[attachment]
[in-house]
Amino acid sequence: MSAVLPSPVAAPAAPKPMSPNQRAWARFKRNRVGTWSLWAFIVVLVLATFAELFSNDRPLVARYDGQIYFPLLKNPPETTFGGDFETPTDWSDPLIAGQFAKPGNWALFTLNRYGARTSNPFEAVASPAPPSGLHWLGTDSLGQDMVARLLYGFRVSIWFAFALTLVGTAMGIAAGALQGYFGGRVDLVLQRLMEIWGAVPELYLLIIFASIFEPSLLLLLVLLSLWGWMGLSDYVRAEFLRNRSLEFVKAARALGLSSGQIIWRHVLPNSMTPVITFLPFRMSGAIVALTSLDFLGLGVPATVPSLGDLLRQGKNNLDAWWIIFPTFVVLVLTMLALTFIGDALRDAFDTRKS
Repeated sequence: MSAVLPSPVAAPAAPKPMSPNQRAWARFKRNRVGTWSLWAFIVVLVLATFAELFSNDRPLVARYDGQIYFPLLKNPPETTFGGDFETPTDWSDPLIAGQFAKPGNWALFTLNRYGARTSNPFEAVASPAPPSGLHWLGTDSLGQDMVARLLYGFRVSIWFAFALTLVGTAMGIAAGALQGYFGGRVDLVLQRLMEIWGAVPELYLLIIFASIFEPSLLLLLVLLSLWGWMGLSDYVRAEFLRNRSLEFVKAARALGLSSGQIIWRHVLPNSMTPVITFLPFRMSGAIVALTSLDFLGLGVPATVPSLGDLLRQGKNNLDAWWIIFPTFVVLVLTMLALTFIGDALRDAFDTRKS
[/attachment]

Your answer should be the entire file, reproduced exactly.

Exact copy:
[in-house]
Amino acid sequence: MSAVLPSPVAAPAAPKPMSPNQRAWARFKRNRVGTWSLWAFIVVLVLATFAELFSNDRPLVARYDGQIYFPLLKNPPETTFGGDFETPTDWSDPLIAGQFAKPGNWALFTLNRYGARTSNPFEAVASPAPPSGLHWLGTDSLGQDMVARLLYGFRVSIWFAFALTLVGTAMGIAAGALQGYFGGRVDLVLQRLMEIWGAVPELYLLIIFASIFEPSLLLLLVLLSLWGWMGLSDYVRAEFLRNRSLEFVKAARALGLSSGQIIWRHVLPNSMTPVITFLPFRMSGAIVALTSLDFLGLGVPATVPSLGDLLRQGKNNLDAWWIIFPTFVVLVLTMLALTFIGDALRDAFDTRKS
Repeated sequence: MSAVLPSPVAAPAAPKPMSPNQRAWARFKRNRVGTWSLWAFIVVLVLATFAELFSNDRPLVARYDGQIYFPLLKNPPETTFGGDFETPTDWSDPLIAGQFAKPGNWALFTLNRYGARTSNPFEAVASPAPPSGLHWLGTDSLGQDMVARLLYGFRVSIWFAFALTLVGTAMGIAAGALQGYFGGRVDLVLQRLMEIWGAVPELYLLIIFASIFEPSLLLLLVLLSLWGWMGLSDYVRAEFLRNRSLEFVKAARALGLSSGQIIWRHVLPNSMTPVITFLPFRMSGAIVALTSLDFLGLGVPATVPSLGDLLRQGKNNLDAWWIIFPTFVVLVLTMLALTFIGDALRDAFDTRKS